Initially I was astonished how old this book was (1956!) and this is more of a detective story with a Bond that is over confident and too casual at times who is at odds with the emerging American mob.
In many ways it does show its age, and this adds to the charm.
Well worth reading to remind oneself where and how it all started...
This story involves gambling in casinos and race meetings Bond travels across the United States. Along the way Bond meets his friend Felix Leither by fate on the Street. Leither is no longer with the CIA following the injuries he received (In Bond's second adventure - Live and Let Die). He is now working for the Pinkerton Detective Agency. Leither updates Bond on the Spangled Mob and that he is working on corruption in horse racing.
There are some thrills in the Nevada dessert and on the liner crossing the Atlantic. In general this story is slow paced and the two brothers that head up the Spangled Mob lack the charisma of Bond villains. Their two heavies Wint and Kidd are good.
Bond's love interest Tiffany Case has a good part in this and her background and current activities are well described in another well written book by Ian Fleming.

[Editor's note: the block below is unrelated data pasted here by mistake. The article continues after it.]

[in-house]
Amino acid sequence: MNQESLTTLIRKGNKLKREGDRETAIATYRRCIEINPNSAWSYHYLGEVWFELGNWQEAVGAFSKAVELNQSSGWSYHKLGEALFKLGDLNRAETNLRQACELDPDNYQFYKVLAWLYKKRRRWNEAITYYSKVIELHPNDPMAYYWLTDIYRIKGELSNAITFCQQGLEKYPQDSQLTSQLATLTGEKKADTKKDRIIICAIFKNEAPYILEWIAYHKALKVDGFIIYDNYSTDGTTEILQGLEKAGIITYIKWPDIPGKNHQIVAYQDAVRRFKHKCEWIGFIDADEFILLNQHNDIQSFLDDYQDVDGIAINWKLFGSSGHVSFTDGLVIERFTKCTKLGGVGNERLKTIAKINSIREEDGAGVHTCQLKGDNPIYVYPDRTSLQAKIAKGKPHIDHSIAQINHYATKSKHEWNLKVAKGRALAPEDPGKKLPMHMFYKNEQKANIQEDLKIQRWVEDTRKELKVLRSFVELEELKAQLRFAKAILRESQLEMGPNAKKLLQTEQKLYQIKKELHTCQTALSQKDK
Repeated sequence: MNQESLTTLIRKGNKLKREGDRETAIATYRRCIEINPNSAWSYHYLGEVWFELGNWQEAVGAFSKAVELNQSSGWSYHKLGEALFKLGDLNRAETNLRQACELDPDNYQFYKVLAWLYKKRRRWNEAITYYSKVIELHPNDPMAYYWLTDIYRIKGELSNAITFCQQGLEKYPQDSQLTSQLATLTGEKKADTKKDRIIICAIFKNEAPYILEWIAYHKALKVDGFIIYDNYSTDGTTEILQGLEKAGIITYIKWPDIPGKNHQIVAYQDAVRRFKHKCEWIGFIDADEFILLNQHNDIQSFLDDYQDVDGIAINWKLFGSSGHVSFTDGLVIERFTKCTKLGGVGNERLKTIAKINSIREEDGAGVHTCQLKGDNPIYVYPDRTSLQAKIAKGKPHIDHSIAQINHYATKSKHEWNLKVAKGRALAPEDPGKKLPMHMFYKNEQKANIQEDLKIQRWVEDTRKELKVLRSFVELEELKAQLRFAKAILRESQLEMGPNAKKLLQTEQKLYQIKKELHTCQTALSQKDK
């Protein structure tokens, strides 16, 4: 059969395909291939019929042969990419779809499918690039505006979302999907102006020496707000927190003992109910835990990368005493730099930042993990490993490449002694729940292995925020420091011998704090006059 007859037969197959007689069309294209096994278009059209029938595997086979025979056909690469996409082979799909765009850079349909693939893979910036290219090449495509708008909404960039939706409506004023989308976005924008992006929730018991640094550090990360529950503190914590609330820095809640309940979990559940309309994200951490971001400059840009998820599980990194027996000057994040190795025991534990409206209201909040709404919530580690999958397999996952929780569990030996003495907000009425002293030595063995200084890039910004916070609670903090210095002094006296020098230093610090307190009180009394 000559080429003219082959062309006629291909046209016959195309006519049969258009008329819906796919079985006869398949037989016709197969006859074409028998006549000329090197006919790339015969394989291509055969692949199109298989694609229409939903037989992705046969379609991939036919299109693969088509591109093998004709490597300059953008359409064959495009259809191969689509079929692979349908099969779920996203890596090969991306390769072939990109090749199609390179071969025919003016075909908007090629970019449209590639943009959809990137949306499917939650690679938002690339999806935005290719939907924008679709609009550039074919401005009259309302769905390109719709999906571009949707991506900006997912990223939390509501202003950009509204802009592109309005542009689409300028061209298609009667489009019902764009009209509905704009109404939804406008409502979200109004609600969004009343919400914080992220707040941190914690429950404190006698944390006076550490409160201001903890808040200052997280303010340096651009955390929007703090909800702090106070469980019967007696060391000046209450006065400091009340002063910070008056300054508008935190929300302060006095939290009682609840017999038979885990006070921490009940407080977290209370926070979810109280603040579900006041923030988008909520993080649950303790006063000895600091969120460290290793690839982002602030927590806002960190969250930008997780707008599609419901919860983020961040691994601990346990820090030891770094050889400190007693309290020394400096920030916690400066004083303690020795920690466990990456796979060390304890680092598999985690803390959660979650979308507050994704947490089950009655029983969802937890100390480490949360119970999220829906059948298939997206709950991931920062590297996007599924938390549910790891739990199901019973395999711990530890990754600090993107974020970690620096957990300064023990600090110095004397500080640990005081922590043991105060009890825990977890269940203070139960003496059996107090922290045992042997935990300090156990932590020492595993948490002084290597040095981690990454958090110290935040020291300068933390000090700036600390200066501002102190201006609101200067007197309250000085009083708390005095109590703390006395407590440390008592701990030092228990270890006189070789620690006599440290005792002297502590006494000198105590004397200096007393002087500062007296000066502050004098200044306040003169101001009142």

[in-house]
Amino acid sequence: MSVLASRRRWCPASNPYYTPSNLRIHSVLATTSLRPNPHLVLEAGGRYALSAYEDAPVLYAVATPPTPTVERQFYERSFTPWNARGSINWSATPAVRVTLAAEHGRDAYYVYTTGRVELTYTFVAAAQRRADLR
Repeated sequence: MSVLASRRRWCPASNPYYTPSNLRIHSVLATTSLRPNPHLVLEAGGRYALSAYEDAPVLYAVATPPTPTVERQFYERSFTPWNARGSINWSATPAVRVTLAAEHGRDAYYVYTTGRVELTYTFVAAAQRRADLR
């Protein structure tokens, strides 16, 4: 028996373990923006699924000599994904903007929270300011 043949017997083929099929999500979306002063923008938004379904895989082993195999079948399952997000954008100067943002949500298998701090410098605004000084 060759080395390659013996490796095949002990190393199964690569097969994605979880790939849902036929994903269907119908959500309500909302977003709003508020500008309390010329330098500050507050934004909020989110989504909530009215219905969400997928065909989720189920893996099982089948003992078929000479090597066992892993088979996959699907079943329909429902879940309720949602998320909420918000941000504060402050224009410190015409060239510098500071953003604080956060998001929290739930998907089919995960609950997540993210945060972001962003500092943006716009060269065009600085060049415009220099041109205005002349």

However, in general this lacks something all round.
Most Recent Customer Reviews
Always good to read the original story rather than the movie take. It has been said that Bond in the books can be misogynistic but the relationship development with Tiffany would... Read morePublished 14 days ago by Amazon Customer
Damian Lewis does a fine job in converting my least favourite Bond book into a story I really enjoyed listening to. Read morePublished 1 month ago by Greystone
Much, much better than the film – and I never thought I would say that.
Excellently brings to life diamond smuggling, the seedier side of the American underworld and... Read more
I am reading all of the Bond Books again in chronological order. These books are a clear demonstration of how our views on political correctness have changed down the years. Read morePublished 5 months ago by Amazon Customer